A high note for partnership
Opera and teens--not exactly a bacon-and-eggs combination.
But one New York high school made it work this spring, pairing accomplished teenage singers with opera professionals at the beginning of their careers.
The partnership between Syosset High School on Long Island and the International Institute for the Vocal Arts, a New York City group that supports young opera singers, was the brainchild of Carole G. Hankin. Ms. Hankin, the superintendent of the 5,600-student Syosset Central district, got in touch with the opera group when she heard it offered critiques of singers at the college level.
The partnership debuted this month, with all 200 members of the school's chorus participating. The teenagers gave the effort rave reviews.
"You picture opera as the big Viking woman in the helmet with horns and two braids," said senior Erin Edelstein, one of the leads in the school's spring musical. "But the people who came were so real and so friendly and brought so much life to the music--I saw they were real performers."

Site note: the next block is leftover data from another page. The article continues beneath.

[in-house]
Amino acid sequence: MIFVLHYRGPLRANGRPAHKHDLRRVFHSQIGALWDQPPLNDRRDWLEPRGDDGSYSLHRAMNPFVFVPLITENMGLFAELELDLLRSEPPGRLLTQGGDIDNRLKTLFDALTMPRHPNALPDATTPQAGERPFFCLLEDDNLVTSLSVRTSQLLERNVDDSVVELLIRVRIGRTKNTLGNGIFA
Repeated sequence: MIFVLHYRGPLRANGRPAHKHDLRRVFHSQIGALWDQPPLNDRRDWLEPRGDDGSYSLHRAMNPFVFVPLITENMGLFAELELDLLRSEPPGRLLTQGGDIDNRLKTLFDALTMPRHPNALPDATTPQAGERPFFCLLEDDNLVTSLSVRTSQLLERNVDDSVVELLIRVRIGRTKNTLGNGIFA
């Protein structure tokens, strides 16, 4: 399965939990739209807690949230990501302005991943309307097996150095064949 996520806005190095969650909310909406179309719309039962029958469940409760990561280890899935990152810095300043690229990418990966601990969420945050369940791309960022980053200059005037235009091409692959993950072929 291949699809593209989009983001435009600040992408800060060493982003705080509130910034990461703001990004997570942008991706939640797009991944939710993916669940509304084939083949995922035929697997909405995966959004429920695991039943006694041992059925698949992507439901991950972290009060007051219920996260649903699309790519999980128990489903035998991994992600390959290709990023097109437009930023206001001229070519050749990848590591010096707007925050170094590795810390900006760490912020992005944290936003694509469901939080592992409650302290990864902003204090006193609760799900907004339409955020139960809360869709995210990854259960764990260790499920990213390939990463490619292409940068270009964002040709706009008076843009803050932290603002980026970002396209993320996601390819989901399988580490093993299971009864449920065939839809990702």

The program had three components: an informal class led by the institute's director, an assistant conductor with the world-famous Metropolitan Opera in New York; a master class given by two of the institute's vocal coaches; and an abridged production of the opera "Carmen," starring young professionals.
Ms. Edelstein was one of 11 students who sang in the master class. She was surprised when the coach told her to turn her back to the audience. "I was trying so hard to be heard, I made a much bigger sound," she said.
"The kids saw immediate results" from the partnership, said Steven E. Schopp, the head of the school's music department.
Ms. Hankin could only wish for more of the same. "This is how you'd want any classroom to be," the superintendent said. "The students took chances, and the teacher in a nice way corrected the mistakes and the students did things differently."
Vol. 18, Issue 33, Page 3Published in Print: April 28, 1999, as Take Note